- Bacteroidales – In the human intestinal tract, Bacteroidales of the Bacteroides genus are present in numbers approaching 100 billion cells per gram of feces. These bacteria are essential for the health of their human hosts, as they serve to break down complex organic compounds into simpler ones. Because these bacteria are abundant in fecal matter, and can not survive for long outside of a host, they are useful in environmental studies to determine the degree of fecal contamination in water. By sequencing the 16S gene from Bacteroides in the environment, it is even possible to determine which host they came from – human, livestock, or wildlife.
What is Growing Where?
Below, Figure 1 shows the major taxonomic orders recovered from each of the surfaces we sampled. Additionally, comparing the taxonomic orders from one sample with those from another allowed us to create a tree to show which samples were most closely similar to one another. As might be expected, similar types of surfaces had similar types of bacteria: the eight shoe samples formed one cluster, floors and countertops another, and so on.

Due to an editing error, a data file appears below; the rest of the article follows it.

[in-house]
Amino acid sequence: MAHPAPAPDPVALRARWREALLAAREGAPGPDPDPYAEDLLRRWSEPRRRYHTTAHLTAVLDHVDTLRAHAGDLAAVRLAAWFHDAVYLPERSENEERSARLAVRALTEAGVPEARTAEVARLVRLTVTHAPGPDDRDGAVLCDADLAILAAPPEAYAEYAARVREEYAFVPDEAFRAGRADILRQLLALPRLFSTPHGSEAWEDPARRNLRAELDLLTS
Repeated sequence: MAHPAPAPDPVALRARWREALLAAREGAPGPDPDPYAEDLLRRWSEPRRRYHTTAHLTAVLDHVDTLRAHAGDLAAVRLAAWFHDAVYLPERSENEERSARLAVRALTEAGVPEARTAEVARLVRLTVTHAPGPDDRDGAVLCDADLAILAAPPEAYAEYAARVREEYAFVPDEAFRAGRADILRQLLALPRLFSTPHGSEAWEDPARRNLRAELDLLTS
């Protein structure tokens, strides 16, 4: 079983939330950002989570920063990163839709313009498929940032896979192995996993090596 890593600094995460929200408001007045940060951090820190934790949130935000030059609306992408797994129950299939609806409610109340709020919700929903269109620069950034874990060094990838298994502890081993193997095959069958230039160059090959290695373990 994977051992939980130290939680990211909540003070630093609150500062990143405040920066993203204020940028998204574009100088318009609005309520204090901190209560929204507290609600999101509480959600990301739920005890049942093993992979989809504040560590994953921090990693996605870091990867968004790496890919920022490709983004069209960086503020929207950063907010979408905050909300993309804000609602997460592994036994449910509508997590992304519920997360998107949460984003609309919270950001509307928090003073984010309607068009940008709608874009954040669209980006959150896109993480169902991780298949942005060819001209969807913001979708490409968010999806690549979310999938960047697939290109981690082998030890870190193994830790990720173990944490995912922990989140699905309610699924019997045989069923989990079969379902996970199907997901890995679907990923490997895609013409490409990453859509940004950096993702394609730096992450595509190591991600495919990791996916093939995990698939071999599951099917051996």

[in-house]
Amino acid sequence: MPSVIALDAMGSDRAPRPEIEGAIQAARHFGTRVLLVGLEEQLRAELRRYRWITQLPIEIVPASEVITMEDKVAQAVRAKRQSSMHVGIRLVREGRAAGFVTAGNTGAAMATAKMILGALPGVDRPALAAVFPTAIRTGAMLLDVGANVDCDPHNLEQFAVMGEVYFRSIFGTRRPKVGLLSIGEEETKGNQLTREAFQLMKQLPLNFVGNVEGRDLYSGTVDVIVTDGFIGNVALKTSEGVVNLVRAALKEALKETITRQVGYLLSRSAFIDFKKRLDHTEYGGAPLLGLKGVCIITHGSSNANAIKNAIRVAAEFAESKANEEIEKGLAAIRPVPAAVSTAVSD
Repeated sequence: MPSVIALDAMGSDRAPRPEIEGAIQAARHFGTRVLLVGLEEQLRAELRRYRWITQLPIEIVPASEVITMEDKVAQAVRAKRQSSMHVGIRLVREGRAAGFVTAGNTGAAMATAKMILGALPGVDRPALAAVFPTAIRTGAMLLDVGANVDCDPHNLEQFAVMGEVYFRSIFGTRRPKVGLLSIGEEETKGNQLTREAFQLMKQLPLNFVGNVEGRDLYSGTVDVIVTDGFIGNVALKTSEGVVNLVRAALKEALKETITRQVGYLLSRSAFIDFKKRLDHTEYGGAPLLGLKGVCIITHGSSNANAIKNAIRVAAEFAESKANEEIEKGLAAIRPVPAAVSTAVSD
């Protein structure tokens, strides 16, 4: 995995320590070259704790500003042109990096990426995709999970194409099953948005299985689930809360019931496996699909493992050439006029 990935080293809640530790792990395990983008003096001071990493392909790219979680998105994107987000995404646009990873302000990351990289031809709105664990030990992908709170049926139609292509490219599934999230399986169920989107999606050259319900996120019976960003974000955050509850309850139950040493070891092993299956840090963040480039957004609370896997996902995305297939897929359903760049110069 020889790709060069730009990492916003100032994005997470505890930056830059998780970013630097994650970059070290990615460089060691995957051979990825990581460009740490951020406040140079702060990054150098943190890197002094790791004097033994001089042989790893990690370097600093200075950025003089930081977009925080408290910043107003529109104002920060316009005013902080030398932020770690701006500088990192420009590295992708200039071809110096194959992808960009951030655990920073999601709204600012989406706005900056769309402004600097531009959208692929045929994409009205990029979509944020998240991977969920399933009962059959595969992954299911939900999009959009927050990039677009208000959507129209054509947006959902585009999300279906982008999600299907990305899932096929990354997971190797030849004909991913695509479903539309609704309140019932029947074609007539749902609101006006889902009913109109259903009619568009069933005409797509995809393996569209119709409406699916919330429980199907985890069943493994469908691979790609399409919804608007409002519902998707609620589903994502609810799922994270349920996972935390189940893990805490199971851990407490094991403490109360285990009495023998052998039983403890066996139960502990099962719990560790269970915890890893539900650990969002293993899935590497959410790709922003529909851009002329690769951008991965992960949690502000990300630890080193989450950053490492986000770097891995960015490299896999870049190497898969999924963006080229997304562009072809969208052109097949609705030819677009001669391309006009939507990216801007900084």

Tracking the Microbes on Our Shoes
In Figure 1 above, notice how the samples from the bottom of our shoes before the tour formed one subgroup, and the shoe samples from after the tour formed another! Comparing the before- and after- tour bacterial communities from our shoes to the communities found on the floors, we can say with confidence (P = 0.002) that our shoes went home with some hospital bacteria. Perhaps equally interesting is that the grouping of shoes A+C and B+D remained the same both before and after the tour. This implies that even when the communities on one’s shoes are affected by where you are walking, you can still find the underlying signal that can identify who’s shoes they were from one hour to the next.
How Many Bacteria Did We See?